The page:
The short answer is learn some crystallography.
Structures can have more than one unit cell representation depending on whether you use the primitive or centred cell (I centred in this case).
Thanks , julian.I got it .Learned a lot of things from you
Dear professor Julian Gale :
Sorry for bother you again.The result of elstatic constant matrix is not in correct symmetry when I convert the cubic crystal into primitive cell .
This is the result,but is not in cubic symmetry.Is there anything wrong in my input file? I generated it by materical studio
Elastic Constant Matrix: (Units=GPa)
1 212.2129 53.0239 69.4618 -23.2467 0.0000 0.0000 2 53.0239 212.2129 69.4618 23.2467 -0.0000 0.0000 3 69.4618 69.4618 195.7751 0.0000 0.0000 0.0000 4 -23.2467 23.2467 0.0000 96.0324 -0.0000 -0.0000 5 0.0000 -0.0000 0.0000 -0.0000 96.0324 -23.2467 6 0.0000 0.0000 0.0000 -0.0000 -23.2467 79.5945
This is a matter of perception - the symmetry will be correct for your elastic constants, but may not be in the form that you are expecting. You need to remember that the elastic constants are a tensor and so the values depend on your absolute choice of cell orientation. Therefore if you are comparing to literature you need to make sure that your cell has the same orientation as the paper that you are comparing to. Instead of using “cell” to specify the cell parameters, you can use “vectors” to give the Cartesian directions of the cell vectors so that they can be in exactly the orientation you want. This would be much easier if you input the centred, rather than primitive cell though & then GULP would convert it to the primitive cell with a sensible orientation.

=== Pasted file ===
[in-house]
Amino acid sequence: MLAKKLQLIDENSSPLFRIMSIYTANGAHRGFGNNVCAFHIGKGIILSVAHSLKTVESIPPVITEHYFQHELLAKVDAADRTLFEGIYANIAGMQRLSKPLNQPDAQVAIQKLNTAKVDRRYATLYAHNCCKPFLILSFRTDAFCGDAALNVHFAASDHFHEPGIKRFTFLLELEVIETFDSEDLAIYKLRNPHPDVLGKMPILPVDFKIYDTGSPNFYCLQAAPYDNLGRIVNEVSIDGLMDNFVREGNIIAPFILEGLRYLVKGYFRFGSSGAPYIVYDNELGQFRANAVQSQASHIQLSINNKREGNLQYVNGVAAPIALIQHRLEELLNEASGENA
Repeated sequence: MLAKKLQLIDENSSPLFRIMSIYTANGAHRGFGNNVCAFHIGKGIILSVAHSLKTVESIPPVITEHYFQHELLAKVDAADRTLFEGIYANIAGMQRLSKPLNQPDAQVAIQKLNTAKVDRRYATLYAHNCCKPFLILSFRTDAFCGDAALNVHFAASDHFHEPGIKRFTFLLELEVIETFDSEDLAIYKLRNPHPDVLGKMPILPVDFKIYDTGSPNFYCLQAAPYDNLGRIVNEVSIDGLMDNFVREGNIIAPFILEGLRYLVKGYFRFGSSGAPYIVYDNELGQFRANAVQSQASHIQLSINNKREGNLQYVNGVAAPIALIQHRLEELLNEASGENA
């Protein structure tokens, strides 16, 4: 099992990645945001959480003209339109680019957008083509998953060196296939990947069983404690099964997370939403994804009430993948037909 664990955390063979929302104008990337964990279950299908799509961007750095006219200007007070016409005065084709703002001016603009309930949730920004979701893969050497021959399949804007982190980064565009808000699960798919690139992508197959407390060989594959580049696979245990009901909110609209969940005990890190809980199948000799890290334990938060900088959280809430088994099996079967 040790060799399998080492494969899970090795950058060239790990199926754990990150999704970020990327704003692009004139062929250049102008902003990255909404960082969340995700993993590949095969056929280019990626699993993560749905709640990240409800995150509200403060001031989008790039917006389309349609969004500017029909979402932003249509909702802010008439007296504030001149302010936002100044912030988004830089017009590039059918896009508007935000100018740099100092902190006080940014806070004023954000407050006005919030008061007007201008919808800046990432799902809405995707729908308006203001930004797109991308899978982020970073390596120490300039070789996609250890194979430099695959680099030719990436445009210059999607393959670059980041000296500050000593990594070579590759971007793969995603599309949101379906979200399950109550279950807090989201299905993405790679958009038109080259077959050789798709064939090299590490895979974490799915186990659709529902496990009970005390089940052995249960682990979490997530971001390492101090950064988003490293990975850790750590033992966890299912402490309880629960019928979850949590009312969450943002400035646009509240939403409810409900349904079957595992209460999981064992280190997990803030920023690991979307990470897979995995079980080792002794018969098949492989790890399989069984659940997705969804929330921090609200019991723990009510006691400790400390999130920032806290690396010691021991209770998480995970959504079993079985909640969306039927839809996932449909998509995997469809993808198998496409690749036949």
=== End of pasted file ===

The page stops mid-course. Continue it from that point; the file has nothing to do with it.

Thanks a a lot. When I use space group and conventional cell input, gulp handle it correctly.
GULP handles it correctly in both cases - it’s just that you need to apply a tensor transformation to change the frame of reference to the one you are expecting in one case.